I would rather stand in a vineyard talking with and listening to a winemaker than in a winery surrounded by anonymous steel tanks and ranks of wooden barrels. Being in a vineyard seems to bring out the expression and eloquence — like a fine wine — in a winemaker, and I always learn a lot under these salubrious circumstances. It doesn’t hurt that vineyards often occupy stunning landscapes and offer magnificent vistas of surrounding countryside. Certainly, I learned a great deal from Rainer Eymann, as mentioned two entries ago, while we walked through one of his vineyards last Friday in Germany’s Pfalz region.

Back at the Eymann facility, however, the story seemed different. Frankly, his wines were not the favorites of the three days of visiting wineries or sitting in restaurants with winemakers tasting wine. Remember, Eymann told us that because of using biodynamic farming practices, he thought that his wines were “more authentic,” that “the taste and smell of the vineyard is more intense,” and that the wines are “more sophisticated.” I’m not sure what he meant by “more sophisticated,” though there’s obviously the sense in which one could say that, for example, Solaia is more sophisticated than a $10 Chianti.

“More authentic” is the mantra we heard over and over from winemakers using organic and biodynamic methods when we asked if these methods “worked” and if the wines were different somehow. (I put “worked” within quotation marks to indicate that even this notion — farming methods “working” in some way — is ill-defined.) “More authentic,” of course, implies that a wine adheres to a standard, a profile of qualities imbued in and imparted by a particular vineyard; in other words, “more authentic” means that a wine exemplifies the terroir of a place, its “placeness,” better than it did before using organic or biodynamic methods. The unspoken question is: “So, why were you making and selling the ‘less authentic’ wines before? Just for practice?”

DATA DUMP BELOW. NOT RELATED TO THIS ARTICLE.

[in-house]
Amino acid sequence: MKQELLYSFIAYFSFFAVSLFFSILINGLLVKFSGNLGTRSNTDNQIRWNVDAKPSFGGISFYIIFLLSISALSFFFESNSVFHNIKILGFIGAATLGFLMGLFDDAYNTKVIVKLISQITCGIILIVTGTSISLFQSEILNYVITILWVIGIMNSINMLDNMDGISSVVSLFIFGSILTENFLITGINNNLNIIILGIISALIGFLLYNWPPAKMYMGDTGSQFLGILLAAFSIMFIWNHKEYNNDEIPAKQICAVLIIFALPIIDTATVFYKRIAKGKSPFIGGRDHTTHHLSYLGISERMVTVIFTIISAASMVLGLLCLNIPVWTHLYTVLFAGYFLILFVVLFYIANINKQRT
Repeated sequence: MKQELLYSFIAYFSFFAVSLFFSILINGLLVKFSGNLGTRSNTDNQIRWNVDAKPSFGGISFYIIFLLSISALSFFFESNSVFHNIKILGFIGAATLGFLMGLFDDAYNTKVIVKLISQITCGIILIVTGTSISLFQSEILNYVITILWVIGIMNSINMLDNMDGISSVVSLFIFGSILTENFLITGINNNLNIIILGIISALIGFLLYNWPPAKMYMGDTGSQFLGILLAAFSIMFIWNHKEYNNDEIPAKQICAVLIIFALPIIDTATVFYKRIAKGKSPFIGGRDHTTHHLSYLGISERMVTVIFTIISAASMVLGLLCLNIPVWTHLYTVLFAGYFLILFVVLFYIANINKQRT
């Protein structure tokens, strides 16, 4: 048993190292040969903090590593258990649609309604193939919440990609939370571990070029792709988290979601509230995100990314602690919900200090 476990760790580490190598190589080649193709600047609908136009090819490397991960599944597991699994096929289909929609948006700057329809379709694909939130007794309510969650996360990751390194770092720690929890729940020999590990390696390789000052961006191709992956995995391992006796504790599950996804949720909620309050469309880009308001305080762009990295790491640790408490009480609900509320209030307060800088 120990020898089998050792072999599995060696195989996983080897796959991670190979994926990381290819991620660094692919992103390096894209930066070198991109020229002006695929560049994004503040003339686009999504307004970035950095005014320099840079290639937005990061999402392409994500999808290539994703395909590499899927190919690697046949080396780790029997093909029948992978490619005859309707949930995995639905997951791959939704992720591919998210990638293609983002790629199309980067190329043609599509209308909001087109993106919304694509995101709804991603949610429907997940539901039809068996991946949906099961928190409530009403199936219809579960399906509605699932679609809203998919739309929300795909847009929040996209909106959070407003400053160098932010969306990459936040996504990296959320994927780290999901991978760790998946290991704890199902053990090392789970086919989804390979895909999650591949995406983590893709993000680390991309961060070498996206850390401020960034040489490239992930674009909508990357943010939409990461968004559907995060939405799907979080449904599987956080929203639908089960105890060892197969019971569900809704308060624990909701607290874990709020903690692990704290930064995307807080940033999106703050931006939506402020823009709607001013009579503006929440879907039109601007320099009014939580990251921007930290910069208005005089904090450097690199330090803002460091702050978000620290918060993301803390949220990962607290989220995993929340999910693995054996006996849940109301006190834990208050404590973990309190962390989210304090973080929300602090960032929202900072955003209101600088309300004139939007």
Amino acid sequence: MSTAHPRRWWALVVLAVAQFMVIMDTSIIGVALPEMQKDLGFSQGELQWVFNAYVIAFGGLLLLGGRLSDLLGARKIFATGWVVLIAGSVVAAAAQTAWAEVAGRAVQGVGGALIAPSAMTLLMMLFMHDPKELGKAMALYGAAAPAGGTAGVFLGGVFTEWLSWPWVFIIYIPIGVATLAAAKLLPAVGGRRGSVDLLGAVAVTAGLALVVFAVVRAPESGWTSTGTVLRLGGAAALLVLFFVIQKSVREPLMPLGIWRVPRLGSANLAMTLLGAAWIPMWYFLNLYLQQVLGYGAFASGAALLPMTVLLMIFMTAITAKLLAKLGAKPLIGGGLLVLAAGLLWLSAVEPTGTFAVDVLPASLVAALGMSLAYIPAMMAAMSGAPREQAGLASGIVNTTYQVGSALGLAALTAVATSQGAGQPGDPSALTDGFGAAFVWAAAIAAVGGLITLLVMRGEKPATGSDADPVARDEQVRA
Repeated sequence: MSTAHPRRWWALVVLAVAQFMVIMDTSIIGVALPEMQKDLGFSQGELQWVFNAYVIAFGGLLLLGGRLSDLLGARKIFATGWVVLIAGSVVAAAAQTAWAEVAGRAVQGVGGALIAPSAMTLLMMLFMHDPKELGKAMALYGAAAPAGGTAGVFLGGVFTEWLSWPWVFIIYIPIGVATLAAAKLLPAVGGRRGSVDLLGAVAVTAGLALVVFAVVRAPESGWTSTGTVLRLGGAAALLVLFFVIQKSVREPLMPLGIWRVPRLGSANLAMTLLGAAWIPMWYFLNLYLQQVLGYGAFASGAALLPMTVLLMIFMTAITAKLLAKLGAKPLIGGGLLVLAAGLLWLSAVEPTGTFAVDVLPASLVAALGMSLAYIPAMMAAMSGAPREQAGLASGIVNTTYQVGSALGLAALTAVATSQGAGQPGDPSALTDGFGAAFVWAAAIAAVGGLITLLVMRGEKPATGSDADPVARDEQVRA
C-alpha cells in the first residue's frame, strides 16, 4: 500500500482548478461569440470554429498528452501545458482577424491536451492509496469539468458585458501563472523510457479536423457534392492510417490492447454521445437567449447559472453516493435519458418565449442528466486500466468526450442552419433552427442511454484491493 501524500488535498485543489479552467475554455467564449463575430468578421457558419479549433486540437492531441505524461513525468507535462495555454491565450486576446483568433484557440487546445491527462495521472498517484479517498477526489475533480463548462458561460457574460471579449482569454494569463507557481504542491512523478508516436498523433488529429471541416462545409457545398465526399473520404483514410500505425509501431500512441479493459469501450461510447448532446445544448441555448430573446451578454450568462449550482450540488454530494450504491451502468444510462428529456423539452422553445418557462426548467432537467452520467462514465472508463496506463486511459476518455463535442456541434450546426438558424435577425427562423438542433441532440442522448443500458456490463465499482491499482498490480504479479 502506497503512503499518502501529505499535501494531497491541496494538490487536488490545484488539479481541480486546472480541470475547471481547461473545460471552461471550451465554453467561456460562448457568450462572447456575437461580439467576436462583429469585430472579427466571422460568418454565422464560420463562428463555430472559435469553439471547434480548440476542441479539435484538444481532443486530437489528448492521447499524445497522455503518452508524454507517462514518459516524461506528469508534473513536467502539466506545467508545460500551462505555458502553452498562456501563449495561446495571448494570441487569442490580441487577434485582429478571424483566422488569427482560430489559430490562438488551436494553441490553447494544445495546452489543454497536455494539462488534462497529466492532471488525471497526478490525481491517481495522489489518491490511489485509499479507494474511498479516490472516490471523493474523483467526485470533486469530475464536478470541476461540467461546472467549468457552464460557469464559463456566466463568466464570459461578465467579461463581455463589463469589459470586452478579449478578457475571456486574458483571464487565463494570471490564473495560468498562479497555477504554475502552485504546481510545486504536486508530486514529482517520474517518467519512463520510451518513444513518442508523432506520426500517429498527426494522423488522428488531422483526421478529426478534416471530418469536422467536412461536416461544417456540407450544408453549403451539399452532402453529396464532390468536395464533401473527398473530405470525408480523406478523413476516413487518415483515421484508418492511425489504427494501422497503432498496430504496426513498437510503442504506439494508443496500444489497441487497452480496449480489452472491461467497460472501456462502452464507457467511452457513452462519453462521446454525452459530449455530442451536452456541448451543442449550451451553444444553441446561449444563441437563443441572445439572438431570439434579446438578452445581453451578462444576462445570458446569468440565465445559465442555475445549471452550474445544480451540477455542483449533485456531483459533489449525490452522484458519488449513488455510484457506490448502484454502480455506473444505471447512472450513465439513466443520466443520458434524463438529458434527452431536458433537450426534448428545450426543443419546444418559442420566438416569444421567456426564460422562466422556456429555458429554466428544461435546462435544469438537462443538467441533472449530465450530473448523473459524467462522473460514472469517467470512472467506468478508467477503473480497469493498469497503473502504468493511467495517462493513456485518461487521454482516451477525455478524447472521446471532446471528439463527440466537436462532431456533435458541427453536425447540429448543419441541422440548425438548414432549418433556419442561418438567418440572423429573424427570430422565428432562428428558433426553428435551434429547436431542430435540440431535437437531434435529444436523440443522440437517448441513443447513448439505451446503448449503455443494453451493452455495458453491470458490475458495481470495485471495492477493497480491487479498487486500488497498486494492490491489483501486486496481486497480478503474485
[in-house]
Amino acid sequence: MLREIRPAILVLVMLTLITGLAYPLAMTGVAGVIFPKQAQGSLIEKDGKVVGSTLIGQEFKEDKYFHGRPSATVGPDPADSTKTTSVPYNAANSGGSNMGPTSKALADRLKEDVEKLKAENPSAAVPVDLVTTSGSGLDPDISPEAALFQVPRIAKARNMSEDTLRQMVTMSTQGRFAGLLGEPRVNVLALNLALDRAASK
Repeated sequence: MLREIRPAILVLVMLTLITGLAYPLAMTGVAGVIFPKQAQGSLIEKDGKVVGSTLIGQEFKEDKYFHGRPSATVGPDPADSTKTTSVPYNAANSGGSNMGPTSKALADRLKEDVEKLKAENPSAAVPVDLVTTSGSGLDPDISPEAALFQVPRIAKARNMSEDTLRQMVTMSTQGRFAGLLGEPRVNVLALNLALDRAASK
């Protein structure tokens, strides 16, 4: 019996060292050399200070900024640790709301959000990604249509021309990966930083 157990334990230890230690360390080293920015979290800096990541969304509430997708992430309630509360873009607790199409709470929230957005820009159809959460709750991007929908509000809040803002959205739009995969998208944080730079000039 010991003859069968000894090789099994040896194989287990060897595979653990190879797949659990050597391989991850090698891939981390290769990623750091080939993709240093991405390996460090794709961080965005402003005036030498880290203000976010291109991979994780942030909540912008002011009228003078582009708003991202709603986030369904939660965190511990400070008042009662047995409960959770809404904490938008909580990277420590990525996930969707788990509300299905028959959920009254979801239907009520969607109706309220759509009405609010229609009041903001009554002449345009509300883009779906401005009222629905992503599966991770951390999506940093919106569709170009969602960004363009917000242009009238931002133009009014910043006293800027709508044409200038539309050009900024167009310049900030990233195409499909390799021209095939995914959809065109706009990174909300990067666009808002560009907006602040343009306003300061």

Anyway, my fellow tasters and I found the white wines we tried at Weingut Eymann — let’s save the reds for another day; they comprise a whole other set of issues — pleasant, lively and drinkable but not memorable. Of two sparkling wines and three still white wines, I rated two Very Good, one Very Good with a question mark, one Very Good+ with a question mark, and one a solid Very Good+. The latter was the Eymann Gonnheimer Sonnenberg Graubergunder (Pinot Gris) Trocken 2008, an enchanting, floral, spicy wine, redolent of almond and almond blossom and tasting of pear and melon in a cozily dense texture. Overall, the wines seemed quite high in acid, a fact pointed out by my colleague Ewa Wielezynska, from Magazyn Wino in Warsaw, and she asked Rainer Eymann about this perception.

“We are not a global player,” he replied. “We are a local player, and people like this style.” (The winery includes a popular restaurant, which, as we finished the tasting, was beginning to fill with patrons, most sitting outside on a beautiful late afternoon.) “We do not style wines for the international market,” he continued. “We make wines to be piquant and lively. These are practical aspects. People around here enjoy these wines for a meal.”

Well, that sort of precludes criticism, as “practical aspects” tend to do. If the locals appreciate and buy Eymann’s wines, if they come to the restaurant and drink the wines, if they like the wines for their piquancy, liveliness and pleasant qualities, who am I (or we) to say, “But, but, but … ”

The problem, however remains: Do organic or biodynamic methods — and Eymann went organic 27 years ago, way before most producers in Germany had ever heard of such a thing — make “better” wines or “more authentic” wines, and how can those standards or characteristics be measured, quantified and stated?